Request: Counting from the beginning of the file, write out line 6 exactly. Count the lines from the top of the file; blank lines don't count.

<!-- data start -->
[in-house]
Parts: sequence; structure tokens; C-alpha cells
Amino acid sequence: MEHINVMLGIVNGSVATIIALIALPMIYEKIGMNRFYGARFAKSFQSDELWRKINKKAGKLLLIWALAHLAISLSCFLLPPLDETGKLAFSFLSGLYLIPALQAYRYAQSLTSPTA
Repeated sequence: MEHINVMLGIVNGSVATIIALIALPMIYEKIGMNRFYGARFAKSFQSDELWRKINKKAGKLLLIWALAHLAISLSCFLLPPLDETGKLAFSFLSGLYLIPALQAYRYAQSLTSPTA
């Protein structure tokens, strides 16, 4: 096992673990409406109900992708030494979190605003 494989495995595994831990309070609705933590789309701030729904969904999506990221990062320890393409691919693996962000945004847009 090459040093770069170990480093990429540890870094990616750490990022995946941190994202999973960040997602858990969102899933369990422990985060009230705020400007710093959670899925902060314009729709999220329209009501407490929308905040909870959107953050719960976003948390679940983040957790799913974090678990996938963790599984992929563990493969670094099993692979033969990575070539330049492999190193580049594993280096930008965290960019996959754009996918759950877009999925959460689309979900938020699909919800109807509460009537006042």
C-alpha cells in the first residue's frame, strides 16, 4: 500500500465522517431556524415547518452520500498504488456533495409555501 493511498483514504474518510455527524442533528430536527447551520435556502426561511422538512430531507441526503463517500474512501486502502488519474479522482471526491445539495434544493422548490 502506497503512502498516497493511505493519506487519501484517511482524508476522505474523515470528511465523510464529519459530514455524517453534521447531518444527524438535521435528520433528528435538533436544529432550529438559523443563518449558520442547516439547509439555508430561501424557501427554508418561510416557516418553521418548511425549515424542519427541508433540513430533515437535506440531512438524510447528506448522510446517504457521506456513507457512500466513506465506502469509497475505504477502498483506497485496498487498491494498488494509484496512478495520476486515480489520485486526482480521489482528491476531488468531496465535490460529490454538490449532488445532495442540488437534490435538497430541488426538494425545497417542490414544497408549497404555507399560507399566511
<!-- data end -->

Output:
C-alpha cells in the first residue's frame, strides 16, 4: 500500500465522517431556524415547518452520500498504488456533495409555501 493511498483514504474518510455527524442533528430536527447551520435556502426561511422538512430531507441526503463517500474512501486502502488519474479522482471526491445539495434544493422548490 502506497503512502498516497493511505493519506487519501484517511482524508476522505474523515470528511465523510464529519459530514455524517453534521447531518444527524438535521435528520433528528435538533436544529432550529438559523443563518449558520442547516439547509439555508430561501424557501427554508418561510416557516418553521418548511425549515424542519427541508433540513430533515437535506440531512438524510447528506448522510446517504457521506456513507457512500466513506465506502469509497475505504477502498483506497485496498487498491494498488494509484496512478495520476486515480489520485486526482480521489482528491476531488468531496465535490460529490454538490449532488445532495442540488437534490435538497430541488426538494425545497417542490414544497408549497404555507399560507399566511